9 Disney Channel TV series that taught me how to be a woman

Aside from blood and organs and all that good stuff, I feel like I’m also part Disney. Honestly, I wouldn’t be surprised if I had a Mickey Mouse-shaped logo flowing through my veins.

Though I did spend a ton of time outside embracing my outdoorsy ways, I couldn’t help myself when the Disney programs of my childhood danced across my family’s TV screen. I had every theme song memorized, religiously listened to what the shows’ protagonists had to say, and always found some way to relate to whatever was being acted out before my very eyes.

Why did I put so much emphasis on these shows, you ask? Well, it’s because they helped me grow up. They showed me how to be a great friend, how to deal with problems, how to confront bullies, and even how to handle all the changes my body was going through.

That’s right – Disney Channel’s TV series helped make me the woman I am today. Here’s why.

1. Lizzie McGuire


Everything I know about asking for a bra I learned from Lizzie McGuire. Aside from that memorable moment in every young woman’s life, Lizzie taught me that it’s important to stand up for myself, for my friends, and for what I believe is right. After all, Lizzie did spend a significant amount of time dealing with Kate Sanders, her evil ways, and even Kate’s desire to ruin her rhythmic gymnastics routine.

2. Even Stevens


Yes, Louis Stevens may have been the star of the show, but it was Ren who I most related to. She was an overachiever who focused on school, always did her best, and wasn’t afraid to fight for what she believed was right – even if her family (aka Louis) disagreed and annoyed the crap out of her. Ren essentially demonstrated that it’s A-okay for a woman to be a strong, confident leader when facing those who may disagree.

3. The Proud Family


Penny Proud had a diverse family and group of friends, which she learned to embrace over the course of the show. Though they definitely made her miserable at times, her loved ones were always there to help her deal with boys, bullies, and all things school-related. While this show was on air, Penny and her crew always made me appreciate those who take the time to support me (even if, in the moment, I may not realize that they have my best interest at heart).

4. Kim Possible


Growing up, Kim Possible was my queen. She battled evil villains, went to school, dealt with family issues, put up with Ron and his naked mole rat antics, and still had time for cheerleading practice. Plus, she would use this simple response to deal with all stressful situations: “So not the drama.” Though she was animated, Kim Possible taught me that females are strong as hell.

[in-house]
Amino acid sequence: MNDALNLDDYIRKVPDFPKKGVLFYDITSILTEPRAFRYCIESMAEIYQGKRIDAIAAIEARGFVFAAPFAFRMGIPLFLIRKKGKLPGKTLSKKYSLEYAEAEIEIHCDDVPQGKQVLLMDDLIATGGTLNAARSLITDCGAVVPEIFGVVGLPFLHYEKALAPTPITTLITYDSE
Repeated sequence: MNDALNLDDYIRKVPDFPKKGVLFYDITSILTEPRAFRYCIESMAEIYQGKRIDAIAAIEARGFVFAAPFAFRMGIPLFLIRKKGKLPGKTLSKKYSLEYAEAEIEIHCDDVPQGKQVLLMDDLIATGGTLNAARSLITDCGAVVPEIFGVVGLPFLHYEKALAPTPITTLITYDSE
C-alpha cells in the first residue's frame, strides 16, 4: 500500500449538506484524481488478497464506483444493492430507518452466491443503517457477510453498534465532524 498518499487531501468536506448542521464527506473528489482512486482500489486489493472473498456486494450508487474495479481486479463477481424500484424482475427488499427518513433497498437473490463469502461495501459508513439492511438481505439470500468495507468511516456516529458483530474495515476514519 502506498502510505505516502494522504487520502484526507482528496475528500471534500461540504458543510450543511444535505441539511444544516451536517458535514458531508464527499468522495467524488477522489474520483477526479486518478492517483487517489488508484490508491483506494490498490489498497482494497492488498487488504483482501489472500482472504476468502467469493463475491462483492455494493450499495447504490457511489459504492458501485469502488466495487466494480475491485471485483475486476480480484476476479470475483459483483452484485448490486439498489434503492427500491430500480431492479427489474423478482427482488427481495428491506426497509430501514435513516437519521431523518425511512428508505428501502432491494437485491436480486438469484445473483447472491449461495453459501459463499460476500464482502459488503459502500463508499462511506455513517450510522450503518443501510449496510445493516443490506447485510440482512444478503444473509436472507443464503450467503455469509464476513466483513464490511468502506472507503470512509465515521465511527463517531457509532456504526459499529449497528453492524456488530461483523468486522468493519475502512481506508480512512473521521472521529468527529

5. Hannah Montana


When I was going through puberty, I felt like I was going through an identity crisis every single day. At home, I was loud, goofy, and wasn’t afraid to speak my mind. At school, I was the total opposite. Honestly, I was the hottest of all the hot messes. Yet, Hannah Montana made me feel less alone, reminding me that we’re all going through our own journey of self-discovery and that it’s OK to take time to find out who you truly are (especially if who you truly are is able to put on a wig and magically become a pop star).

6. That’s So Raven


Though I (unfortunately) have never had psychic abilities, I have dealt with plenty of bad luck and bizarre situations – just like Raven. Yet, every time Raven faced an obstacle in life, she was able to confront it with a sense of humor. She laughed. She danced. She came up with hilarious responses for basically everything. Raven Baxter proved to me that a sense of humor can be a great tool when it comes to stress management.

7. Lilo & Stitch


Not gonna lie – if my loved ones were to describe me right this second, they’d most likely use the word “eclectic.” I have a wide range of unusual interests that match my all-over-the-place personality and, growing up, I always felt like a weirdo. One character who reminded me of myself was Lilo (though I have not fed a fish named Pudge peanut butter sandwiches… yet). Lilo may have been a bit strange, but she went on amazing adventures and had a heart of gold. She was (and still is, tbh) a role model for all the “eclectic” girls (and women) out there.

8. Good Luck Charlie


While Good Luck Charlie was after my time, I did catch bits and pieces of it. For the most part, I loved how Teddy filmed a video diary for her little sister Charlie. It made me not only want to be a better sister, but to appreciate every moment I have with my family because, at the end of the day, we’re always going to be there for each other.

9. Girl Meets World


Riley and Maya are actual #friendshipgoals. They are so wonderful to each other and are a shining beacon of light when it comes to supporting one another. Plus, there’s always Cory and Topanga, who are there to help their daughter as she grows up and works to find herself. Ultimately, Girl Meets World always prompts me to think about the fact that I’m never alone, even as an adult who sometimes has no idea what she’s doing.

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